Hume: Mostly because all of the above. It’s not a single intervention with a single teacher, but we work to build a school-level response to support autistic students. The model provides ongoing professional development through training and coaching initially provided by the CSESA coach, and eventually by local school personnel. The model includes interventions that can support students across the spectrum with a wide variety of needs.

What were the greatest gains from using the CSESA model?
Hume: The gains in the quality of the programs for autistic students in high schools are key. That includes improvements in school climate, teaming across staff members, and instructional programming in general and in special education settings. With those improvements we are likely to see trickle-down impacts across various student populations and hopefully more lasting impacts.

Also, the improvements in student goal attainment — having more students identify their own goals and then work to meet them — is critical. We want the outcomes to be as meaningful for the autistic individuals as possible and this is as personal as it gets!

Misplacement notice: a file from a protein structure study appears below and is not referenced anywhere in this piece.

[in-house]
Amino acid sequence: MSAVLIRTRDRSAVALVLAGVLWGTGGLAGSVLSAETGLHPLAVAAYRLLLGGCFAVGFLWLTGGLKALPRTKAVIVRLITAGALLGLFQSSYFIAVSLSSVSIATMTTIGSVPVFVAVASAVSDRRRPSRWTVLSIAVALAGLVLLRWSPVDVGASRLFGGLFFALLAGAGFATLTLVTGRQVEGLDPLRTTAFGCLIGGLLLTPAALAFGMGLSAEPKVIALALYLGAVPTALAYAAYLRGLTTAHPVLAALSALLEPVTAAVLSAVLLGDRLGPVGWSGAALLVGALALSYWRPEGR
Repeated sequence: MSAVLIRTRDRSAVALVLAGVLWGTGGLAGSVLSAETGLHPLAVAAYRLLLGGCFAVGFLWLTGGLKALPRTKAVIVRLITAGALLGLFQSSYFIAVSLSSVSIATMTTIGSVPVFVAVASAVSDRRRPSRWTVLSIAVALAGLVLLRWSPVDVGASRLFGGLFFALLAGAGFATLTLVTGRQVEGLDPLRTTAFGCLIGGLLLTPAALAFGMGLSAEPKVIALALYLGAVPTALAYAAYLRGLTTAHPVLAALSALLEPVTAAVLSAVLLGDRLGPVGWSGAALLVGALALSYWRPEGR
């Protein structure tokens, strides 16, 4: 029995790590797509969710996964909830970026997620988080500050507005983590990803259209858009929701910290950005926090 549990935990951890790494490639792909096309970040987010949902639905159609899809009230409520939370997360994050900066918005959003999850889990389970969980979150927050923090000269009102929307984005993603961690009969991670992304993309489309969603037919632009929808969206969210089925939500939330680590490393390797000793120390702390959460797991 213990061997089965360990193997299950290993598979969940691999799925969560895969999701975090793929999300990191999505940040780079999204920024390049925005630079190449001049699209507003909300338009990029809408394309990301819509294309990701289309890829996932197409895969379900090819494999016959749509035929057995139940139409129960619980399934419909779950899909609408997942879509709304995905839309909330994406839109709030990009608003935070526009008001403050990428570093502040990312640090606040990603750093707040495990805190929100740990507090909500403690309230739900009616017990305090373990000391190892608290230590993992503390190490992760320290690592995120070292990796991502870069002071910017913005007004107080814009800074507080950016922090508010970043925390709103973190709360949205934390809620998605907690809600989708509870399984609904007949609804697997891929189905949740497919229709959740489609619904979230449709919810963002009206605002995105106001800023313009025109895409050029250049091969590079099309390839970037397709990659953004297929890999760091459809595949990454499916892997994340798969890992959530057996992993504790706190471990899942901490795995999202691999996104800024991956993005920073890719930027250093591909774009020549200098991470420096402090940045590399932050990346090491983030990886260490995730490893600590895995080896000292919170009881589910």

Anecdotally, I saw more and more staff and students in the schools recognizing and understanding the strengths and contributions of the autistic students. That may be the greatest gain from my perspective.

What are the major barriers to a more widespread implementation of the CSESA model?

Hume: Time! There are so many competing demands for high school and district level personnel it’s difficult for them to prioritize the needs of this growing population — even though the supports can benefit many students. There’s a lot of teacher and staff turnover in high school settings — and now all school settings, especially in special education. So that requires continuous onboarding.

You are continuing to follow these students as they move from high school. What do you hope to find?
Hume: We hope to find young adults who are accessing the community in the ways that are most meaningful to them: employed, attending post-secondary education, spending time with friends, receiving the services they need, having the experiences they most want to have, and benefitting from their high school experiences.

Learn more about the CSESA model and its components.